In 2021, the town was affected by heavy rainfall and flooding, resulting in the collapse of two footbridges on the River Annan. The Cuthbertson Memorial Bridge, down from Galabank and in view of the A75 bypass, was completed in 1957 in memory of Surgeon Lieutenant William Cuthbertson who died in the Second World War. Meanwhile, the Diamond Jubilee Bridge, accessible from the Warmanbie road, was much older having been built in 1897 to commemorate Queen Victoria's 60th year on the throne. The local population was devastated by the bridges being swept away as they were symbolic, vital and important for the local community. The nearest crossing of the river is south at Annan Bridge and at the north it is Brydekirk. [7]

Town colours edit

Annan, along with many other local settlements in the Dumfriesshire region, use the colours black and gold on the town's sports teams. A proposed flag was designed by Philip Tibbetts in 2017, but has yet to be adopted. However, the coat of arms of the town show the Bruce red saltire on gold background combination. Meanwhile, the Riding of the Marches common riding is synonymous with the royal blue and gold pairing.[8]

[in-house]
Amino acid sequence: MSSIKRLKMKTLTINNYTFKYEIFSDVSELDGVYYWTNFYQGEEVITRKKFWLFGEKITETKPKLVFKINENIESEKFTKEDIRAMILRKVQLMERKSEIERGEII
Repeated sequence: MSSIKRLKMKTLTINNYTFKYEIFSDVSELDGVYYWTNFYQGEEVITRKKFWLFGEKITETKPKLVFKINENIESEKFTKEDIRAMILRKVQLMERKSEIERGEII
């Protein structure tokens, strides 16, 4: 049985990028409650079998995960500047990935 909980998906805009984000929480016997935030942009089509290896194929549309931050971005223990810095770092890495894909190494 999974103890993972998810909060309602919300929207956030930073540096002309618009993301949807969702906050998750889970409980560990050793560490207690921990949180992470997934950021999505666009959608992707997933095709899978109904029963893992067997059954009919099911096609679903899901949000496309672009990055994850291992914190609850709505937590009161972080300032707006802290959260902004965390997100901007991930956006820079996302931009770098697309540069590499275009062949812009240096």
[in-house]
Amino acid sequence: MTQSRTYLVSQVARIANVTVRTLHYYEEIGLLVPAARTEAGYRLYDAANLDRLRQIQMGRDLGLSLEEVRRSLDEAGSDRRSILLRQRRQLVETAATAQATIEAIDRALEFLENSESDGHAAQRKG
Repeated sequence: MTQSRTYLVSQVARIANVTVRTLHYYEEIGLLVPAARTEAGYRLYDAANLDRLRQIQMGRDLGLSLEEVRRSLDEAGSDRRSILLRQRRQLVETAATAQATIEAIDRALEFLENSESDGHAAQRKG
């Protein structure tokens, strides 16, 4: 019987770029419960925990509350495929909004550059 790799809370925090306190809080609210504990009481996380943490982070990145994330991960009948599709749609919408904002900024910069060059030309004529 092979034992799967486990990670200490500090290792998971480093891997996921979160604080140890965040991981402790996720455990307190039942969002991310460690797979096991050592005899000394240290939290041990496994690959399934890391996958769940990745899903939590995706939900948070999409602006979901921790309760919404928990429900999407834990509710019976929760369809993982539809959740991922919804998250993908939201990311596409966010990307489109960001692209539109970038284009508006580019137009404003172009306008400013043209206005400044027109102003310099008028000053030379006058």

Landmarks edit

Just outside the town, the Chapelcross nuclear power station operated from 1959 to 2004 and is being decommissioned. The four cooling towers were demolished in 2007.

The nearby Hoddom Castle was built by John Maxwell, 4th Lord Herries (c. 1552–1565).

To the east of the town lies the settlement of Watchill and the similarly named Watchhall.

Part of the A75 between Annan and Dumfries is reputed to be haunted.[9][10]

Churches edit

Annan is served by the following churches:

  • Annan Old Parish Church, High Street (Church of Scotland)[11]
  • St. Andrew's Parish Church, Bank Street (Church of Scotland)[12]
  • Annan URC, Station Road (United Reformed Church)
  • St. John's Church, St. John's Road (Scottish Episcopal Church)
  • St. Columba's Church, 40 Scotts Street (Catholic Church) Built as a Congregational Church in 1794 became a Catholic church in 1839. Added to in 1904 by Charles Walker of Newcastle as the gift of the parish priest the Rev Canon Lord Archibald Douglas.[13]

There is also a local interchurch group, known as Annandale Churches Together.[14]

Economy edit